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Top 20 hospitals get poor marks on Yelp

In an industry increasingly beholden to consumerism, Yelp ratings matter, as hospitals seek to retain their respective market shares.

Jeff Lagasse, Associate Editor

Credit: YelpCredit: Yelp

Of nearly 2,700 online reviews of the nation's top 20 hospitals as ranked by U.S. News and World Report, almost two out of three reviewers gave the facilities a mediocre to poor rating on the social media website, according to an analysis by Vanguard Communications and Healthcare Process Improvement.

Hospital executives wondering how to approach online reputation management should consider these findings when crafting that strategy or advising staffers who do so.

[Also: In the age of consumerism, hospital ratings can make or break revenue]

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Each year U.S. News and World Report names 20 hospitals for outstanding clinical outcomes in 16 areas of complex specialty care. Meanwhile, from another perspective, the analysis found that 62.7 percent of Yelp reviewers rate the latest ranked top institutions at only one to three stars out of a possible five.

The 20 hospitals combined earned an average rating of 3.2 out of 5 stars. In an industry increasingly beholden to consumerism, Yelp ratings matternas hospitals seek to retain their respective market shares. So this type of rating is not exactly a ringing endorsement.

[Also: Hospital systems look to Yelp in collecting patient data, feedback, says Health Affairs]

U.S. News published its latest rankings in August based on the best clinical performances of hospitals nationwide. But on social media, patients tend to discuss customer service far more often. According to the evaluation of 2,679 reviews of the top 20, 84 percent of complaints cited non-clinical service issues as the main source of their dissatisfaction, ranging from chronic billing problems, poor phone and follow-up communications and wait times of one to four hours or more to see a doctor.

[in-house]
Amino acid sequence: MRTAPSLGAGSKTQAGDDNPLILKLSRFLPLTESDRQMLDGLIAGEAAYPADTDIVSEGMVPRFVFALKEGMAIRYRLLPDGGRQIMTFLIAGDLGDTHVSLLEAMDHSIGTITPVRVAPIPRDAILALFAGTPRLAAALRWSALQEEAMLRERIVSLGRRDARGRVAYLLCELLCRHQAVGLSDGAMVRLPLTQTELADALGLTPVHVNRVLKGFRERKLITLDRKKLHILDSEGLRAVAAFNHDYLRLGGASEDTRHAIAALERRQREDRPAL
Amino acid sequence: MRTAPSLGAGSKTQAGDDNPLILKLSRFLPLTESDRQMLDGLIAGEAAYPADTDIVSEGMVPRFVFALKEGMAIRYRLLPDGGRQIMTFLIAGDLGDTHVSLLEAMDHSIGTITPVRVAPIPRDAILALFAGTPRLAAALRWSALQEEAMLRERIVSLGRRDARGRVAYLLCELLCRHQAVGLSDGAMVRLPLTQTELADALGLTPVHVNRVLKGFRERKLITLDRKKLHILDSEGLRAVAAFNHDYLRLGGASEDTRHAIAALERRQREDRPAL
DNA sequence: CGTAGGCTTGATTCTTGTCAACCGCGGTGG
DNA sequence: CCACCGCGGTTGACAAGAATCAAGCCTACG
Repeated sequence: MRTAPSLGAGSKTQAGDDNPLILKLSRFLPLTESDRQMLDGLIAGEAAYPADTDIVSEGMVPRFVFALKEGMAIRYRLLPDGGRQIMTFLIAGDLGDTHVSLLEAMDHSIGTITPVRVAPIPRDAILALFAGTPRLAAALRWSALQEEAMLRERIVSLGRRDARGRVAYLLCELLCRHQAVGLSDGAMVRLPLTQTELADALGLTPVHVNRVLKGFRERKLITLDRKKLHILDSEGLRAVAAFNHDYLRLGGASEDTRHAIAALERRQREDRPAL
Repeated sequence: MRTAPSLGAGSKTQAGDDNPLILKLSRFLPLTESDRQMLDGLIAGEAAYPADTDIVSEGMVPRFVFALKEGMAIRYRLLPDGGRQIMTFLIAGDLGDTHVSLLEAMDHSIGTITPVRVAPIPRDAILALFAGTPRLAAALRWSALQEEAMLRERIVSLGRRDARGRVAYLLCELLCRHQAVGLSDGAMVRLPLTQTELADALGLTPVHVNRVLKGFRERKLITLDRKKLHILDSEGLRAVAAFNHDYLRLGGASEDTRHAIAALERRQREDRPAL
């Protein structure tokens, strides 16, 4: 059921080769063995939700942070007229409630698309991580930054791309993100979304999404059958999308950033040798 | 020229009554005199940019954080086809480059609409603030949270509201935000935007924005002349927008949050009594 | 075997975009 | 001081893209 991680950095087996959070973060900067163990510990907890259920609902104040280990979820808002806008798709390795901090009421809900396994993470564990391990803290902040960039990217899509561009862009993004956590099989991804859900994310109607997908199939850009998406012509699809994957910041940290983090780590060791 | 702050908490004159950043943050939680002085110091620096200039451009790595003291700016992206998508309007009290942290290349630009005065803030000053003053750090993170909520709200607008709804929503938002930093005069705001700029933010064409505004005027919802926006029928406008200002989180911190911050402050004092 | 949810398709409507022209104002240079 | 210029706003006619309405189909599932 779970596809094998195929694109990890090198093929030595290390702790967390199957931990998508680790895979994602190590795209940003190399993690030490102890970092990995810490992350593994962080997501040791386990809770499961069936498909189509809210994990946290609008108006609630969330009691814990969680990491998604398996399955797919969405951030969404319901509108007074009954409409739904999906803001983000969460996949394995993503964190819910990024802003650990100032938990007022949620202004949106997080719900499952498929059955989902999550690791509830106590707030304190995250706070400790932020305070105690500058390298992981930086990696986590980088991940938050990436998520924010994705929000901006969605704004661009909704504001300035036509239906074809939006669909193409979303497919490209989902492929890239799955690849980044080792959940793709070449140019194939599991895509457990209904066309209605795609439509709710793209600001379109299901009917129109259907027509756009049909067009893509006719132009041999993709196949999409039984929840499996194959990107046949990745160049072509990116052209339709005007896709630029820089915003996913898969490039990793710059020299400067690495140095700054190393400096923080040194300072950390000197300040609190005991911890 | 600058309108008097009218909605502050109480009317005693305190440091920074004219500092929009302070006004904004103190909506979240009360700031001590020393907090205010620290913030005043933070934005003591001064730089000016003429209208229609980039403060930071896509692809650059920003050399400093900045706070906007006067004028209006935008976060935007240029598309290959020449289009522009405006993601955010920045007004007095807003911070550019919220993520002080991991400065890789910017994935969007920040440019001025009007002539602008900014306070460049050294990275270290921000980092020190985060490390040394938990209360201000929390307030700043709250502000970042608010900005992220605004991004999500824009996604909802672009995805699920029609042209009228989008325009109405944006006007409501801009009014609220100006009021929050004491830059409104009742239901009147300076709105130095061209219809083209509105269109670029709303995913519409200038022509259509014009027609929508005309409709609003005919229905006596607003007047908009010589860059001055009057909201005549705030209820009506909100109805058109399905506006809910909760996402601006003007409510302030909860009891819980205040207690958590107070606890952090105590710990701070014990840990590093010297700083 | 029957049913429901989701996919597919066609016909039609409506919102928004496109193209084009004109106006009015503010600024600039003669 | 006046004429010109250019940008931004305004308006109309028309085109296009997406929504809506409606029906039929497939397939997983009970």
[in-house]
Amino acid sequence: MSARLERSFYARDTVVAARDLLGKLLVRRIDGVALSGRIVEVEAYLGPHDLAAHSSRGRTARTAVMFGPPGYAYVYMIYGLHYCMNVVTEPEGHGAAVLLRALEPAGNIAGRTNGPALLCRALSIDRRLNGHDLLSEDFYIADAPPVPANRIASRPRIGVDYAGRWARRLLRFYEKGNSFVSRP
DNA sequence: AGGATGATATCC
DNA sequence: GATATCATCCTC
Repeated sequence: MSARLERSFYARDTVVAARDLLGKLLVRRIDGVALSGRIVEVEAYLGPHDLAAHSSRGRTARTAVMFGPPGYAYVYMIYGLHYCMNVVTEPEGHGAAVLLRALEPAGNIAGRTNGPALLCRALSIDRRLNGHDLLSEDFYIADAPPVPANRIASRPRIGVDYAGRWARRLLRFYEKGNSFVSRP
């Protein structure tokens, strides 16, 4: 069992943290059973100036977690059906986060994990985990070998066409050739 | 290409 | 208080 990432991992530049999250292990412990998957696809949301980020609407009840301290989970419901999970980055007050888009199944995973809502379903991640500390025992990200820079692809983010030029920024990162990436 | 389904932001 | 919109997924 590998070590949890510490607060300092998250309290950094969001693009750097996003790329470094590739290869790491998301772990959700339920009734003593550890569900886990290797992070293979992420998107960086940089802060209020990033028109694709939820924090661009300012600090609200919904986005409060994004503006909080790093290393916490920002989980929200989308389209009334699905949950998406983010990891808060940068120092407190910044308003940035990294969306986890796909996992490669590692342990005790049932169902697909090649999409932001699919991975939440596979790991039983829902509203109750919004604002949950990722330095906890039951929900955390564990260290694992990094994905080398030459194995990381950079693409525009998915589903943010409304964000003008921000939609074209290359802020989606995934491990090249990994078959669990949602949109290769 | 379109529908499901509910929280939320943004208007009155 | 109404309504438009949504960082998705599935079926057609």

Interestingly, most online healthcare reviewers who complain about customer service wind up praising their doctors and typically appear satisfied with the quality of medical care. Vanguard's prior social media research found patients freely express gratitude for doctors' individual performances. A 2016 analysis of 34,748 online healthcare reviews showed that two out of three American patients, or 66 percent, gave doctors either four or five stars on social media.

Research previously published in Health Affairs found that patient feedback on hospitals with at least three Yelp reviews each correlated strongly with the evaluations of hospitals nationwide in the federally mandated survey known as the Hospital Consumer Assessment of Healthcare Providers and Systems. Results of HCAHPS surveys -- initially developed in 2002 -- determine one-quarter of government payments to individual hospitals.

Twitter: @JELagasse
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